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National Merry-Go-Round Day on July 25th recognizes the amusement ride associated with carnival music. Invite a friend. Pick your horse or tiger take one for a spin!

Along with the roller coaster, the merry-go-round is one of the oldest amusement rides. Also known as the carousel, the merry-go-round rotates on a circular platform around a pole. The platform holds seats for riders. A motor spins the platform around the large central pole. Between rows of seats, passengers ride wooden horses and other animals. Poles anchor the animals in place. Once in a while, the colorful animals move up and down. The movement simulates galloping. Meanwhile, calliope music plays, adding a light-hearted atmosphere.

Often, carousels name their horses. The names add personality to the horses and bring them to life. Undeniably, names like Galloper, Jumper, and Roundabout became favorites among riders. While horses dominate the carousel world, lions, tigers, and many other exotic animals fill the platforms, too.

Not only are carousels fun to ride, but each one is unique. Artists carve each animal, bench, or car passenger ride. Ornately detailed elements decorate the poles and canopy of every carousel. What’s more, there was no limit to their imaginations! Ferocious tigers and docile lambs carry riders around. All the while the music plays its lilting tune. Undoubtedly, no two carousels are alike.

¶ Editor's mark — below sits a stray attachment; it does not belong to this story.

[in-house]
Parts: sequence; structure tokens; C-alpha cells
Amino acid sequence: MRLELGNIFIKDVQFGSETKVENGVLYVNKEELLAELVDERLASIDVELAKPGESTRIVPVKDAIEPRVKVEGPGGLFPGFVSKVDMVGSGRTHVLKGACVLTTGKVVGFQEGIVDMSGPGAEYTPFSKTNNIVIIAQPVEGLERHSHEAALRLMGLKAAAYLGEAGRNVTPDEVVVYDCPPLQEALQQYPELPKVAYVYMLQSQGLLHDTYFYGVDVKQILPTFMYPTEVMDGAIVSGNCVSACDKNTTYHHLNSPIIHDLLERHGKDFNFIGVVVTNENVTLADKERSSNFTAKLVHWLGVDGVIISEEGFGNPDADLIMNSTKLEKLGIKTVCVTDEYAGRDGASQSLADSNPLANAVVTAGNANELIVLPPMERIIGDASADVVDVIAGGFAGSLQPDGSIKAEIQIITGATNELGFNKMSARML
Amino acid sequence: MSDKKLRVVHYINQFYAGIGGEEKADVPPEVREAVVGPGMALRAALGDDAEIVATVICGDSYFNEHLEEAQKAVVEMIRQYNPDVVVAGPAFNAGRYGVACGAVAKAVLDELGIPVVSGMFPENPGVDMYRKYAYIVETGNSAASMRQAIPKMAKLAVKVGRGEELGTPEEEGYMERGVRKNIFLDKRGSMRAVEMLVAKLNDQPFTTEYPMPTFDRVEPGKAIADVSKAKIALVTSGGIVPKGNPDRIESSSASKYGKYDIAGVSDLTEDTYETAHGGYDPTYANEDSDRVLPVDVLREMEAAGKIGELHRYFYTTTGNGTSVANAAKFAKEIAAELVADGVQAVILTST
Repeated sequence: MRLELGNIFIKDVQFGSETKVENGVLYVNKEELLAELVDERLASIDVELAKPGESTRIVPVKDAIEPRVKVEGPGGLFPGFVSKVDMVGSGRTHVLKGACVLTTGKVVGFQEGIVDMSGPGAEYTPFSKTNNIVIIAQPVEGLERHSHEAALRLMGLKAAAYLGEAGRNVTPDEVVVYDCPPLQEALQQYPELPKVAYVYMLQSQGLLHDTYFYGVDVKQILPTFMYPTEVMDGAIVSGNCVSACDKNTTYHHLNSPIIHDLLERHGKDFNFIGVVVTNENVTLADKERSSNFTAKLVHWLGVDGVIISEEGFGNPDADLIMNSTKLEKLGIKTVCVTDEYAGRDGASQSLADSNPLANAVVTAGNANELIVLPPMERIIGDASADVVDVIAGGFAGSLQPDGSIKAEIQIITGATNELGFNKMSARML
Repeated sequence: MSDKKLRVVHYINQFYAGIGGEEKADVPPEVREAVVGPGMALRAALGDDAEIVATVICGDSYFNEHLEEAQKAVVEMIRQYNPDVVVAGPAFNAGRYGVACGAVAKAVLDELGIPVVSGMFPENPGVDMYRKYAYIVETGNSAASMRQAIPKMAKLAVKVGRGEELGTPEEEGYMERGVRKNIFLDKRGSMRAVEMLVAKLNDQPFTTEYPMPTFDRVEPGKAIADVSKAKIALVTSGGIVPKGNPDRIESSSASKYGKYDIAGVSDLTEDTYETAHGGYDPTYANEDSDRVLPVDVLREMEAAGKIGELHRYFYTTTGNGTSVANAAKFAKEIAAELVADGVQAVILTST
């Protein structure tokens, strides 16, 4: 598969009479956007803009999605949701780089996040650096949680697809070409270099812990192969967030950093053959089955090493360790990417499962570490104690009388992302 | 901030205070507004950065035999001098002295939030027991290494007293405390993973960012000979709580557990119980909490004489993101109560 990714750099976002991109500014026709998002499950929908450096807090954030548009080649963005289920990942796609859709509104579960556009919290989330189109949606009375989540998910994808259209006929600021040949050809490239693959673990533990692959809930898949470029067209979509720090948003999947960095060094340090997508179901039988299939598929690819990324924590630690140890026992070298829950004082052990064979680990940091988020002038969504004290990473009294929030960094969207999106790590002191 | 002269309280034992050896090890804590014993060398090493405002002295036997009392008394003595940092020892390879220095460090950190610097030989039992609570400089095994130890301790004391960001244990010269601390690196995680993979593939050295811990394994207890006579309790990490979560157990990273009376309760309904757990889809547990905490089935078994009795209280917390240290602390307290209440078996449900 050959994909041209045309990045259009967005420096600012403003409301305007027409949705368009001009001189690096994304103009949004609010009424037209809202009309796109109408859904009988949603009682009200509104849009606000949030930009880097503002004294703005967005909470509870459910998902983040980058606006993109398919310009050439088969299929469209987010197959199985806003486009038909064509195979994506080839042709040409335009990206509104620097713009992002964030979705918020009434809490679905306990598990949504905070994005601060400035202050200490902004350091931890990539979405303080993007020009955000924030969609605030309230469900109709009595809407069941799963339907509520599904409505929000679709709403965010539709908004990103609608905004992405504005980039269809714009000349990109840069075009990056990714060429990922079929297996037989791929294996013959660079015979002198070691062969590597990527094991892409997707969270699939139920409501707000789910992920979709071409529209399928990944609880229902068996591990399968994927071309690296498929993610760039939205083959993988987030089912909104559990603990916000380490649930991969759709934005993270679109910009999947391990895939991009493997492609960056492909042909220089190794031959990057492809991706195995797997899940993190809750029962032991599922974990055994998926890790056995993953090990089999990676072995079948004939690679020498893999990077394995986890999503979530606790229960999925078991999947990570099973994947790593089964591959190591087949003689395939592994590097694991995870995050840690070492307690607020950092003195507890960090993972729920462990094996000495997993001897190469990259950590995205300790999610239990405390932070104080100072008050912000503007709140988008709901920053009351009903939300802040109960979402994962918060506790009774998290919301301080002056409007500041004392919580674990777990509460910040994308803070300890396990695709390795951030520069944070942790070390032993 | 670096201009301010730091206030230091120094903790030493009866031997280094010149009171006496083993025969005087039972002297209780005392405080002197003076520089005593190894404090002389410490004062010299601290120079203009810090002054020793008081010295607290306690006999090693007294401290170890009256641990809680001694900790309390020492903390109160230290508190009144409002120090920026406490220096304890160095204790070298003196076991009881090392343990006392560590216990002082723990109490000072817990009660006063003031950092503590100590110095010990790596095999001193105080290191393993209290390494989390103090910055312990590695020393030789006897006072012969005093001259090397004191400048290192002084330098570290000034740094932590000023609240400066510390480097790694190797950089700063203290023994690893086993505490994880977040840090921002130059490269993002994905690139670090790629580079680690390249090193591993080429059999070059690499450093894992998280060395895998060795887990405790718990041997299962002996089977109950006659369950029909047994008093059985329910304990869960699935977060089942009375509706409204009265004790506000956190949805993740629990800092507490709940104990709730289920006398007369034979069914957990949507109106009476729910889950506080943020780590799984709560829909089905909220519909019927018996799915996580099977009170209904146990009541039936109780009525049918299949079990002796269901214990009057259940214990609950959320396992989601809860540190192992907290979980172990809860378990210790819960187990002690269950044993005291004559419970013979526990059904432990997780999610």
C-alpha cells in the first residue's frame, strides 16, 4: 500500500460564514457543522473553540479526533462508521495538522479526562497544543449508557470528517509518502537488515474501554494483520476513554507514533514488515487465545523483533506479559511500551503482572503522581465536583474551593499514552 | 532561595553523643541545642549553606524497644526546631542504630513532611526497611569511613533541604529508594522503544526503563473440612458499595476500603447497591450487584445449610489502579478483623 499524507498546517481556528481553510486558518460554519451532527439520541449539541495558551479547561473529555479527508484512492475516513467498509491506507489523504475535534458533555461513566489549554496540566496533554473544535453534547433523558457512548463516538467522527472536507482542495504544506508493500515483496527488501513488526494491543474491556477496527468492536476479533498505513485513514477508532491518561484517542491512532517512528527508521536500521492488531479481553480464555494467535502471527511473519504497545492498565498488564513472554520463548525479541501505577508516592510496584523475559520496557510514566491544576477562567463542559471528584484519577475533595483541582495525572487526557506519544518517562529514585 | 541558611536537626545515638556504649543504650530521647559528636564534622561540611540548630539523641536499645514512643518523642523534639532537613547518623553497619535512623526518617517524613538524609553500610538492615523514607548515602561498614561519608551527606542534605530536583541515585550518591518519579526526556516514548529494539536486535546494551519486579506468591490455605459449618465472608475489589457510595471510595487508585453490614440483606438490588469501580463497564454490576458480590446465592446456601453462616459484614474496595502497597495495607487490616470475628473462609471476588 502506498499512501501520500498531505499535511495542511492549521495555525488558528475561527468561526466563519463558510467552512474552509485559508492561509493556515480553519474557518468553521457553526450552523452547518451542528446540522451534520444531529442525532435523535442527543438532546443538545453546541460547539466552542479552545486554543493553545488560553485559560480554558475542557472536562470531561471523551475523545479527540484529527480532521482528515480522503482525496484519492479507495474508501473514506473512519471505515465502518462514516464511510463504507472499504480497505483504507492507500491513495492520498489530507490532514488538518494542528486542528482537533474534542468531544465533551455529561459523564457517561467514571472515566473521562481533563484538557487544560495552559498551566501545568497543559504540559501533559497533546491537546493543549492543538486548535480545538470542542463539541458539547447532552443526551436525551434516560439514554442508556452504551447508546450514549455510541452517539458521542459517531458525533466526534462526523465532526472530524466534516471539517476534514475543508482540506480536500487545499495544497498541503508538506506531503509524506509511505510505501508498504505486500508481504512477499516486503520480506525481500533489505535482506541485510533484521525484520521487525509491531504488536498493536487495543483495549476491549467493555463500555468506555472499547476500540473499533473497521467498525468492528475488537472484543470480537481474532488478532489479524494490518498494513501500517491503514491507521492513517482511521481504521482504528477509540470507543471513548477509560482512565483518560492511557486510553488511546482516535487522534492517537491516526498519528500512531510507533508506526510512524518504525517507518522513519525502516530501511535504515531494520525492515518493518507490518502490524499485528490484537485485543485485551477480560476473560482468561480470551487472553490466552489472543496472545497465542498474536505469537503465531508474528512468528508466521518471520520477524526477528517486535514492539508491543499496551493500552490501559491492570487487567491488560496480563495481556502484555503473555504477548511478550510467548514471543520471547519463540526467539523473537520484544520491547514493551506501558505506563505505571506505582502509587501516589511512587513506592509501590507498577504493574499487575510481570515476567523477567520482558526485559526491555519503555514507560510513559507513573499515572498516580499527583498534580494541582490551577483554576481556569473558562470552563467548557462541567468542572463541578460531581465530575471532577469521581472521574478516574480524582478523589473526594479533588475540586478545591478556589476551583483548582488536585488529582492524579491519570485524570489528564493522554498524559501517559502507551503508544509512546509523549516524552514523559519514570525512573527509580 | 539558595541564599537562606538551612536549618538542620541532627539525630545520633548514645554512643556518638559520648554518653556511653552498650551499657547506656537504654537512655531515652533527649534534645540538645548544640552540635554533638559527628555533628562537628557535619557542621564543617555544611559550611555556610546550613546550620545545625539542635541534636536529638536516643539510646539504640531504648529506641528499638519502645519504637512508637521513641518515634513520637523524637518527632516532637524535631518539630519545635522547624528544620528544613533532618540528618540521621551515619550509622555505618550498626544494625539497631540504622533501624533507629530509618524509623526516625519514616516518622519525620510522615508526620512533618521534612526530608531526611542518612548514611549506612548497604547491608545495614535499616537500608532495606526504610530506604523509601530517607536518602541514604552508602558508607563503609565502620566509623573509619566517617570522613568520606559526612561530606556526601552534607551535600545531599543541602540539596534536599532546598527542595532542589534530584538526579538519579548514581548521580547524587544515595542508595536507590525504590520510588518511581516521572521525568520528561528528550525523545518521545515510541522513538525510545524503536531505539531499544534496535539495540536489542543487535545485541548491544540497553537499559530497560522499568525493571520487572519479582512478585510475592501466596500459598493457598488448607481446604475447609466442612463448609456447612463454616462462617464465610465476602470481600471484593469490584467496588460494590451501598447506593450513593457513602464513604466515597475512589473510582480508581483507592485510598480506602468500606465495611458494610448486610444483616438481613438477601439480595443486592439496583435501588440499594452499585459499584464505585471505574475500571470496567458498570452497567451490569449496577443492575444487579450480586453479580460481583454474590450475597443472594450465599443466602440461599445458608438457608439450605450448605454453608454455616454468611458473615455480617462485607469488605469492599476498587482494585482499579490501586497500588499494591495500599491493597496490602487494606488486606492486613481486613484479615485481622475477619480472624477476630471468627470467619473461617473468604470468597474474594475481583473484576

Besides carousels, any rotating platform may also be called a merry-go-round. By comparison, children power the playground merry-go-round. They push off using the bars or handles. The riders cling to the same bars as the platform spins. Since the riders determine the speed, the harder they push, the faster they go. Not surprisingly, one of the thrills of riding the merry-go-round included becoming dizzy. 

Carousel Facts
  • The earliest known depiction of the merry-go-round is in 500 A.D. The Byzantine Empire’s ride depicts baskets carrying riders suspended from a central pole.
  • In the 1840s, Franz Wiesenoffer created the first merry-go-round in the United States in Hessville, Ohio. 
  • July 25, 1871 – The first carousel patent.


Go find a merry-go-round and have fun. Visit your favorite carousel and take a spin. Of course, you can always introduce the next generation to carousels, too. Post on social media using #MerryGoRoundDay.


In 2014, Bette Largent, President of the National Carousel Association, and carousel historian, Ronald Hopkins founded National Merry-Go-Round Day. They created the day to shine a spotlight on these beautiful, historical creations. The date commemorates the first U.S. patent issued in 1871 to William Schneider of Davenport, Iowa for the modern carousel. 

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